Christine: And you know, I really felt like I was pushing it and then putting them … You know, he was good. The doctor was good. He said, “I don’t really see a reason.” And he said, “It was such a small seizure.” And then I said, “Well why did you add the third medicine?”
Christine: I try not to be like that. You know? I’m just questioning what’s going on here.
Patrik: Yeah, exactly.
Christine: He said, “Well we did it.” And I said, “Well now he’s out of it and you’ve not, and now they’re not approving him for acute rehab but for a skilled nursing home.” You know?
Christine: So I don’t know. I’m starting to think, I don’t know if John told you this, but we know a doctor in Buffalo. He can do a hospital to hospital transfer. And they can manage his seizure medicines and maybe get my dad stronger, and start some rehab. I mean it’s not the best hospital in the world, but it is nice, and we know the doctor who knew my dad before this pretty well.
Christine: And maybe they can strengthen him to get my dad more cognitive because, to go to a neurology rehab, you know what I mean?
Christine: Like sending him off to Chicago, now I’m starting to think, “How am I gonna send my dad off to Chicago to neurology rehab when he’s out of it?” You know?
Patrik: Yeah, yeah, yeah.
Christine: And he was fine four days ago, and then you’re gonna stick him in a skilled nursing home. I’m afraid he’s gonna get stuck there.
Patrik: Absolutely. And I mean the skilled nursing home just sounds horrible to me. I mean, and I think if you can get him closer to home, I do believe that the family support is just as important as the environment. But you know, you’re absolutely right. You could send him to Chicago to the best neurology rehab in the United States, but that’ll be difficult for you to be there probably. You know? And you’re thinking around bringing him closer to home might be the right approach.
Christine: Why can’t we, I mean, our goal is to bring him to Chicago. But there’s this in between phase.
Christine: So I mean, are we losing time by not getting him to Chicago? Like if we bring him home for a couple weeks, and get him cognitive, and get these seizure medicines straight, and keep him in the hospital with this doctor. And then now my dad’s like, we’ve titrated some of the seizure medicine, now he’s pretty cognitive. And at that point we say “Okay, let’s go into three hour rehab in Chicago, you’re good.” You know what I’m saying? Are we losing time on this whole thing by not going immediately into rehab up in Buffalo?
Patrik: Yeah, yeah, yeah. Look I do believe that the sooner he can go onto neural rehab the better it is. That’s one thing. But there are those intermediate steps and one of those intermediate steps, even maybe before bringing him to Buffalo, is the Cranioplasty. Right? So whilst he’s in the hospital in Cleveland, maybe that’s something they need to look at. And I mean it sounds-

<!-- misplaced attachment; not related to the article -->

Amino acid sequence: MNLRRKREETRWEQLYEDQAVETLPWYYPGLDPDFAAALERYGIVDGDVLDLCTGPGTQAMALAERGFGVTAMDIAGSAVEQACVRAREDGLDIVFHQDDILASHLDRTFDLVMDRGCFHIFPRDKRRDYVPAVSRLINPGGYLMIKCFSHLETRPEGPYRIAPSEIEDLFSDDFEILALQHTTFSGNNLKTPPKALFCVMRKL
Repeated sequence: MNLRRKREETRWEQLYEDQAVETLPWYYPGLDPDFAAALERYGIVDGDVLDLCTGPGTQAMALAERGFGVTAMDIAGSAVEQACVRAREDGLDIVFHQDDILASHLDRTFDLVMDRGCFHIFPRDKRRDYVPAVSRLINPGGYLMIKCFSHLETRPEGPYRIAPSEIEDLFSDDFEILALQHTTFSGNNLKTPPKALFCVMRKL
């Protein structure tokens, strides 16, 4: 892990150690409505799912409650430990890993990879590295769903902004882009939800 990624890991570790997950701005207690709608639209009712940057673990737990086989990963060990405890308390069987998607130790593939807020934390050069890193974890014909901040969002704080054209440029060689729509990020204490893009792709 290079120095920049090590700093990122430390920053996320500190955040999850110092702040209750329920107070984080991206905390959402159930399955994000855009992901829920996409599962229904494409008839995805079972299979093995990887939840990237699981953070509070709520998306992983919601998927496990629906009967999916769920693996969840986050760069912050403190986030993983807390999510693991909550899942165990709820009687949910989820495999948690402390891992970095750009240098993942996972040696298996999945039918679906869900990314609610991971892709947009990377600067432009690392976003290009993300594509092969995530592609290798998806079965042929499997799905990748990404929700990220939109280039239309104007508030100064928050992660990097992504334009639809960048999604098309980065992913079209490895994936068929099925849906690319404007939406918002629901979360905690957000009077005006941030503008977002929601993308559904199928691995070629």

Christine: They don’t want to do that for eight weeks from the time, so that would be like the beginning of October. And they’re trying to push us out of here. And then not only that, my dad’s skull, or whatever, his part, is in Buffalo.
Patrik: Yeah. Yeah.
Patrik: Yeah, I think it’ll be important to have a plan with the Cranioplasty. He can go to neurology rehab. I’m very certain he can go to neurology rehab without having the Cranioplasty back. But you don’t wanna go to neural rehab without the Cranioplasty and then interrupt that probably. You know? You would wanna have the neurology rehab and then potentially after that, have the Cranioplasty. Or do it beforehand.
Patrik: That’s what I think. Because you don’t wanna have, once he’s at neurology rehab, you don’t wanna interrupt that with another surgery, necessarily.
Christine: Mm-hmm (affirmative). Mm-hmm (affirmative). Yeah. I don’t know. I’m gonna have to talk to John. I’m starting to think it’s not a bad thing to come home for a little bit.
Christine: As long as it’s not skilled nursing.
Christine: If we could do that hospital to hospital transfer.
Christine: And have someone put that, this doctor will give us the referral to RSP.
Patrik: Yes, yes. I think that’s what-
Christine: You know? We know him.
Christine: So you know, and then just kind of regroup there. This is family. I mean how can he go there on three seizure medicines? I mean we don’t know. Do you know what I’m saying?
Christine: It’s like, I mean is he gonna get the most out of it anyway, even when he’s on all this medicine?
Patrik: That’s right. That’s right. I think bringing him home might not be a bad idea.
Christine: See, but we can always bring him, there’s no LTAC’s in Buffalo. So if we can’t get the hospital to hospital transfer, then we’re back at a nursing home in Buffalo, which is a disaster.